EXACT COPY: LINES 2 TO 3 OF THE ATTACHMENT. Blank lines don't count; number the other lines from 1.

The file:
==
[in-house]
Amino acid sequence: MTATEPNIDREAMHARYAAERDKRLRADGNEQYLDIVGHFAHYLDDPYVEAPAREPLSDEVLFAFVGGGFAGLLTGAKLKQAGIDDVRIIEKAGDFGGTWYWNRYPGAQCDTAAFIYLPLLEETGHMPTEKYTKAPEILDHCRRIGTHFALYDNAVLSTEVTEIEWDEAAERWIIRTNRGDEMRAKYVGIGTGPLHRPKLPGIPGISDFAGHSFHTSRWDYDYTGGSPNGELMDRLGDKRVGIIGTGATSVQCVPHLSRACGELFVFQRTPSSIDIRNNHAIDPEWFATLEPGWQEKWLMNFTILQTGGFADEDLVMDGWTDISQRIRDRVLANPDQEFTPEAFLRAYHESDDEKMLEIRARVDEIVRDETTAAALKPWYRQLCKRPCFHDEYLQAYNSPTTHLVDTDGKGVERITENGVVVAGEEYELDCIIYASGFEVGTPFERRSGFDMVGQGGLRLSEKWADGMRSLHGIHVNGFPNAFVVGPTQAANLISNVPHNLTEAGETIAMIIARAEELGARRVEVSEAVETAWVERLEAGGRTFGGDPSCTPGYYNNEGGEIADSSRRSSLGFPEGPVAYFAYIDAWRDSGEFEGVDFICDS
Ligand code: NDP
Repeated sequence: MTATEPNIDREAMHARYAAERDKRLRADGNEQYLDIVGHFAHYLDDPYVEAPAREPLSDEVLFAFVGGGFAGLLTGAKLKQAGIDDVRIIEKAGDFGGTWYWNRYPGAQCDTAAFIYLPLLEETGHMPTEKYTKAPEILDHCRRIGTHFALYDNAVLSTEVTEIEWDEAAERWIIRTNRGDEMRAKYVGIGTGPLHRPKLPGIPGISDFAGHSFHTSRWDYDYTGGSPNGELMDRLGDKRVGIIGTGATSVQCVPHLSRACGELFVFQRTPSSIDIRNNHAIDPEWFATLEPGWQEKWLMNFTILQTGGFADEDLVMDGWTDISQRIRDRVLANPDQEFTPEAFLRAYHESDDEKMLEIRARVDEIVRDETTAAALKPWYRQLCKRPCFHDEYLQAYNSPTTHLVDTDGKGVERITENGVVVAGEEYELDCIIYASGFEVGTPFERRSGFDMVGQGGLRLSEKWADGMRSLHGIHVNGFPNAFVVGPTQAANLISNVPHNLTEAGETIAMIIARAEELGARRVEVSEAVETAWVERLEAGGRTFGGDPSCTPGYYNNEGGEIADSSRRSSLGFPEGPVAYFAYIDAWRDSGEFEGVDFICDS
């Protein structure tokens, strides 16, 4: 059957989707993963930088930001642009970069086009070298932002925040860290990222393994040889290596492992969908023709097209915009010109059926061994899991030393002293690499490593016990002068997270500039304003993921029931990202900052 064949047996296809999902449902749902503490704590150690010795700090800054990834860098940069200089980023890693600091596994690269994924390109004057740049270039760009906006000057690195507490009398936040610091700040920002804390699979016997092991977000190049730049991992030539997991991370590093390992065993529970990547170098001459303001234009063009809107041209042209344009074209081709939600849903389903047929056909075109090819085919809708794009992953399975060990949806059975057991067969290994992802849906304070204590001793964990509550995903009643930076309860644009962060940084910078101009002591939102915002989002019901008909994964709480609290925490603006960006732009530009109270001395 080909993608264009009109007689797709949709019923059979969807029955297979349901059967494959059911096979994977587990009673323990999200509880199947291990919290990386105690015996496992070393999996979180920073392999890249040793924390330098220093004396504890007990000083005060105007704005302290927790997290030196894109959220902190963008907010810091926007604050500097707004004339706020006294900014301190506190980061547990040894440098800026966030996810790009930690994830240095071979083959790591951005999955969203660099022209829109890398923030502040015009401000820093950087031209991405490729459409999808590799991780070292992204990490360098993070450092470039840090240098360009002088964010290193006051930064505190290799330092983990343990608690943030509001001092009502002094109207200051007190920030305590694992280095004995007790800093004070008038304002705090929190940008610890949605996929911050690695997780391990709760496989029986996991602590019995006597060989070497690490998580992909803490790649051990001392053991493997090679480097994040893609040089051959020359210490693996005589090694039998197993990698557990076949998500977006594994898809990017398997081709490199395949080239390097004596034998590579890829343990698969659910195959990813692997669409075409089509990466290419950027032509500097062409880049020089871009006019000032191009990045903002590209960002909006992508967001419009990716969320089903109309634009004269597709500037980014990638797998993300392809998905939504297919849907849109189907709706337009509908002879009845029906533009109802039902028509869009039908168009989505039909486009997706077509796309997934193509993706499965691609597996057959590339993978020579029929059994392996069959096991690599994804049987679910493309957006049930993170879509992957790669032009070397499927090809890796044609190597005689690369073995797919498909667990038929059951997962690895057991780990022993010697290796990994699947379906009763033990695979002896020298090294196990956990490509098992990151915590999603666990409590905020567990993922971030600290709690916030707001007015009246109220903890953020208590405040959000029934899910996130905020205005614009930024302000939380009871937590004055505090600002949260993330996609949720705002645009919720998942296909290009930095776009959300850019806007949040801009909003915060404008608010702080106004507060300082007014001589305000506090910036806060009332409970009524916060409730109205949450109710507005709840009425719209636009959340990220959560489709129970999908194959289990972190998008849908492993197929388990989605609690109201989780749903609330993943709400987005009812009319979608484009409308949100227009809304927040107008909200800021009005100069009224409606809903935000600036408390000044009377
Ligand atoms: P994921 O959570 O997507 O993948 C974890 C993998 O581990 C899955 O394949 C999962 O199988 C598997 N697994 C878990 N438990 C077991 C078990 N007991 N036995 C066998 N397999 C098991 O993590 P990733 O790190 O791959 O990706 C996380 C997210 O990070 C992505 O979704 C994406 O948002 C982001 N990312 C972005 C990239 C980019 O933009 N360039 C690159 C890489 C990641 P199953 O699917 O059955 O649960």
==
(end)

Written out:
Amino acid sequence: MTATEPNIDREAMHARYAAERDKRLRADGNEQYLDIVGHFAHYLDDPYVEAPAREPLSDEVLFAFVGGGFAGLLTGAKLKQAGIDDVRIIEKAGDFGGTWYWNRYPGAQCDTAAFIYLPLLEETGHMPTEKYTKAPEILDHCRRIGTHFALYDNAVLSTEVTEIEWDEAAERWIIRTNRGDEMRAKYVGIGTGPLHRPKLPGIPGISDFAGHSFHTSRWDYDYTGGSPNGELMDRLGDKRVGIIGTGATSVQCVPHLSRACGELFVFQRTPSSIDIRNNHAIDPEWFATLEPGWQEKWLMNFTILQTGGFADEDLVMDGWTDISQRIRDRVLANPDQEFTPEAFLRAYHESDDEKMLEIRARVDEIVRDETTAAALKPWYRQLCKRPCFHDEYLQAYNSPTTHLVDTDGKGVERITENGVVVAGEEYELDCIIYASGFEVGTPFERRSGFDMVGQGGLRLSEKWADGMRSLHGIHVNGFPNAFVVGPTQAANLISNVPHNLTEAGETIAMIIARAEELGARRVEVSEAVETAWVERLEAGGRTFGGDPSCTPGYYNNEGGEIADSSRRSSLGFPEGPVAYFAYIDAWRDSGEFEGVDFICDS
Ligand code: NDP